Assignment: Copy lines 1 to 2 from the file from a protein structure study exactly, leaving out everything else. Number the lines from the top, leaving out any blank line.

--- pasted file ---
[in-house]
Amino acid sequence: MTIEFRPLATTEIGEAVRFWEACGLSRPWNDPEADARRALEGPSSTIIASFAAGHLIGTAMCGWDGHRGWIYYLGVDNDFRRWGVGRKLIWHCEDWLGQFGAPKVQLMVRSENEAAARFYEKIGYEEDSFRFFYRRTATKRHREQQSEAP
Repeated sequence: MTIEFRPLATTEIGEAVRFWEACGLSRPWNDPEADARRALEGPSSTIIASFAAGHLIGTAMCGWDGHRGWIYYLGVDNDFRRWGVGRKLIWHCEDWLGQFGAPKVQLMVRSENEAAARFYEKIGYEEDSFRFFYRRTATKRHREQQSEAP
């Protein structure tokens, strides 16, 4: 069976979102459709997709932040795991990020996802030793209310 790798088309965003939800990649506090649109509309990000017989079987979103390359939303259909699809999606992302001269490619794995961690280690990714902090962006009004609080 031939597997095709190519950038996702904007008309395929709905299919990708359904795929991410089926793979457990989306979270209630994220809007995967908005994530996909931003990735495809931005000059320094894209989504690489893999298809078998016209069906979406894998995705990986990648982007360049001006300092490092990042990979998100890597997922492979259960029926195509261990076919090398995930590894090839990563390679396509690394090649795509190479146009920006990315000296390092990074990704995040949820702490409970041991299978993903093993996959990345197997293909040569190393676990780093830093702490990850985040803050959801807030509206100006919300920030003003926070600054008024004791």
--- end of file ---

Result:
[in-house]
Amino acid sequence: MTIEFRPLATTEIGEAVRFWEACGLSRPWNDPEADARRALEGPSSTIIASFAAGHLIGTAMCGWDGHRGWIYYLGVDNDFRRWGVGRKLIWHCEDWLGQFGAPKVQLMVRSENEAAARFYEKIGYEEDSFRFFYRRTATKRHREQQSEAP